AIMCo to buy swath of Aussie timberland
Alberta’s arm’s length investment manager is partnering up to buy a swath of Australian timberland in a deal worth $415 million.
Alberta Investment Management Corp., known as AIMCo, is teaming up with the Australia New Zealand Forest Fund to buy the Great Southern Plantations assets, which cover 2,500 square kilometres of forestry and agricultural lands across six Australian states.
AIMCo holds an 80 per cent stake in the deal, which closed Wednesday after more than a year of negotiations and took advantage of a scheme that went into receivership during the recession.
Properties in the acquisition are spread across southern and eastern Australia and take advantage of that country’s balmier climes and options for land use, said AIMCo chief executive Leo de Bever in an interview Thursday.
“Trees grow a lot faster in Australia,” de Bever told the Herald. “And this is a mixed forest and agriculture play, geared to the Asian market for both fibre and food.”
In contrast to North America, which has seen the value of its forestry industry plummet, Australia has a wood fibre shortage, he said.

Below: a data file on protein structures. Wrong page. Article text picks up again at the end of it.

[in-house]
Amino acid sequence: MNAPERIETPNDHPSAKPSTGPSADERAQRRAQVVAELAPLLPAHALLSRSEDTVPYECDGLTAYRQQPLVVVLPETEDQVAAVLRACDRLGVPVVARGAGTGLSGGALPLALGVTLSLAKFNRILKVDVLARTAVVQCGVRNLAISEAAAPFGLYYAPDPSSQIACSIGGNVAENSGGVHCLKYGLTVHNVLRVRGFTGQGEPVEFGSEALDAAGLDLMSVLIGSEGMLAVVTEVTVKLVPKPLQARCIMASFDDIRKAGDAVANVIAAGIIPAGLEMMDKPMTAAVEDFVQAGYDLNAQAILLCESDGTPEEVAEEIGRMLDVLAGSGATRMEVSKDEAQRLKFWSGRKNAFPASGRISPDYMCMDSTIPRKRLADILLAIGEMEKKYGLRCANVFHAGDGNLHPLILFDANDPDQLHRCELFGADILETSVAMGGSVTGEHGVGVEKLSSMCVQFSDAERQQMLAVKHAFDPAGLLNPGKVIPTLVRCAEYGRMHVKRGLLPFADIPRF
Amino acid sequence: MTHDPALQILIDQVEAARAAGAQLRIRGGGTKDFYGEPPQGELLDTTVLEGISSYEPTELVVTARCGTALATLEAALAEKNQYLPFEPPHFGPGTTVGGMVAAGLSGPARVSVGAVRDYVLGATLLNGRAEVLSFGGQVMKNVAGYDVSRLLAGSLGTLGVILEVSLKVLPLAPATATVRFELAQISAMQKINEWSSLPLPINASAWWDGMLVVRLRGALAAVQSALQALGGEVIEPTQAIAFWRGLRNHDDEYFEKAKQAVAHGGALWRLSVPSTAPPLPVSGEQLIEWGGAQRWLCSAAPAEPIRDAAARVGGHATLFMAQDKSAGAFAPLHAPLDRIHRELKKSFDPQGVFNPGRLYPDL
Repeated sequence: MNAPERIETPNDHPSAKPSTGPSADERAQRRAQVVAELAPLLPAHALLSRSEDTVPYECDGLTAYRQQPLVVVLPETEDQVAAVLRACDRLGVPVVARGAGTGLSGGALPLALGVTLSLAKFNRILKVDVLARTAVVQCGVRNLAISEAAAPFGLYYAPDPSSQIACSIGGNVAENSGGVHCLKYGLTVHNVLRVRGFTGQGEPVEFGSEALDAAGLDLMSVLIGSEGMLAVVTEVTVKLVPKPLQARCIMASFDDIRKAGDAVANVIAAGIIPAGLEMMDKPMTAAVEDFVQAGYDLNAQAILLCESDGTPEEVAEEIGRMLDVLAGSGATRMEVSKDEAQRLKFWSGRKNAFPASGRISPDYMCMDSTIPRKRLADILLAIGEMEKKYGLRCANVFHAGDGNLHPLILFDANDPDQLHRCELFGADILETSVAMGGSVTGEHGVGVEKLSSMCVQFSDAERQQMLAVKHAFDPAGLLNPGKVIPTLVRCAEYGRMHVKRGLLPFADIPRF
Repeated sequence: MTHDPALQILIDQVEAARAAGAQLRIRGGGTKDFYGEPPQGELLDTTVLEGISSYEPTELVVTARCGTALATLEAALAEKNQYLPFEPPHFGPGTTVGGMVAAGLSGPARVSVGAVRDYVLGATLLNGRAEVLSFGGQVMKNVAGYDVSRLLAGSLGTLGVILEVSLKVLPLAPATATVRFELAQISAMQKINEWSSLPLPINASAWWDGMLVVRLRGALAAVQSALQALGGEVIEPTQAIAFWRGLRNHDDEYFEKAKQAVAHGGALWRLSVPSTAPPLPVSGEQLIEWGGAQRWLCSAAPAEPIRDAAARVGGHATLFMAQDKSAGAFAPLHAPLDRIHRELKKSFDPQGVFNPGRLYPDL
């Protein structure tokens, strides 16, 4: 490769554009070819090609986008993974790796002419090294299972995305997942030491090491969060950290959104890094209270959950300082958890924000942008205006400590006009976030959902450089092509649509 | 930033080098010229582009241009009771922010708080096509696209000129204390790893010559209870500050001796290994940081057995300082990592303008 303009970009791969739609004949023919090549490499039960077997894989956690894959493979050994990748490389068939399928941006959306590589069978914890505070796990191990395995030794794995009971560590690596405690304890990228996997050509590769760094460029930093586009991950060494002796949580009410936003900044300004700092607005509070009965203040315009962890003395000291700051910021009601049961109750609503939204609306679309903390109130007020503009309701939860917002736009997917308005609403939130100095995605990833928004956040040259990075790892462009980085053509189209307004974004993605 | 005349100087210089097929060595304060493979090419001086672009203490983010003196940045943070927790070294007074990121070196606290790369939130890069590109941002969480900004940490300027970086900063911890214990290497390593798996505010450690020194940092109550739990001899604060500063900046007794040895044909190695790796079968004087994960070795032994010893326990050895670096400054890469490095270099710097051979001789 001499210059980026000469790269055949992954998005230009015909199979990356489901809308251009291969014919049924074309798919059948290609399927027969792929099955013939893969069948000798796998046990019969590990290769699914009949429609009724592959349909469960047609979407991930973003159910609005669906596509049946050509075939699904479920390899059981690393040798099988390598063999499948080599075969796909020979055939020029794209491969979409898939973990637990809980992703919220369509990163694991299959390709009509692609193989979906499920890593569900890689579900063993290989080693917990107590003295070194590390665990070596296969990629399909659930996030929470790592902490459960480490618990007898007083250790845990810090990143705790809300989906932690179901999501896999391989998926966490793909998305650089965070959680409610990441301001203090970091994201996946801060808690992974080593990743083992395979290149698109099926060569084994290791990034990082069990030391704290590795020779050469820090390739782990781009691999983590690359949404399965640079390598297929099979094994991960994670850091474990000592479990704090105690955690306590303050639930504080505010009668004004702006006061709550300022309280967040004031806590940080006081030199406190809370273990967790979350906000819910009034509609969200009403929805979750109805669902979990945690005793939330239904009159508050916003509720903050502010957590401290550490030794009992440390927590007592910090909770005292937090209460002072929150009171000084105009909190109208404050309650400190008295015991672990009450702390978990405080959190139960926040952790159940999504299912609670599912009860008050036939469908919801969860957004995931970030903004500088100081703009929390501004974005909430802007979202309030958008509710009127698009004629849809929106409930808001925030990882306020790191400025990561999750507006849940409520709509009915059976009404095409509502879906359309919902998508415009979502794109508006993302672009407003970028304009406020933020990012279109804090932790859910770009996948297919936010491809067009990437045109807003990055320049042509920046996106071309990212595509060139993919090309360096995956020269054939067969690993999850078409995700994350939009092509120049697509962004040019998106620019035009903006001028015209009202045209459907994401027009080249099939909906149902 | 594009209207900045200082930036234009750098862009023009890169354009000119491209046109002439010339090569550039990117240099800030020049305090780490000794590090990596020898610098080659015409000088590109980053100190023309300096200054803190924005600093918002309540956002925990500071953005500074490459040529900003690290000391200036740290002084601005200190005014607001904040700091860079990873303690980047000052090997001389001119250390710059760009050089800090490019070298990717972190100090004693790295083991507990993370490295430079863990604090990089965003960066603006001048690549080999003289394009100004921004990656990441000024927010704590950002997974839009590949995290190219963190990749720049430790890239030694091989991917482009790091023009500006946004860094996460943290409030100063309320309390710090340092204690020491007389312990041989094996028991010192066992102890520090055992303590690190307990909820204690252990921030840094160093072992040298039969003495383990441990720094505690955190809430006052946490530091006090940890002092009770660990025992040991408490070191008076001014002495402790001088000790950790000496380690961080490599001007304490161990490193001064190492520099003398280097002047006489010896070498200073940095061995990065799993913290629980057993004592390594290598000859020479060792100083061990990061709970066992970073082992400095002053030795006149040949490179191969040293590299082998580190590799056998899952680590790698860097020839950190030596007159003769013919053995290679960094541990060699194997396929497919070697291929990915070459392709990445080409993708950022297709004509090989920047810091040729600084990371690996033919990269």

At the same time, the country and New Zealand are increasing the use of biomass such as wood pellets to generate power alongside coal, increasing the revenue streams of the industry.
The announcement Thursday increases the investment fund manager’s $2 billion portfolio of infrastructure and timberland assets, which includes forestry in British Columbia and the more recent acquisition of a toll road in Chile’s capital Santiago.
Under de Bever’s direction the $72-billion public-sector fund has spread its net beyond North American borders to invest in Australian, European and Latin American ventures — where ever the returns are best. “You can’t interpret geographical distribution as meaning anything,” he said.
“We’re basically looking at opportunities anywhere we can find them and we’ll close them when we can. There is no overriding policy of being in Alberta or not.”
AIMCo splits its investments into six main categories, the bulk in Canadian money markets and fixed income investments, followed by public equities, real estate, mostly in Canada, bonds and commodities — again, Canadian — private equity, and infrastructure and timberlands.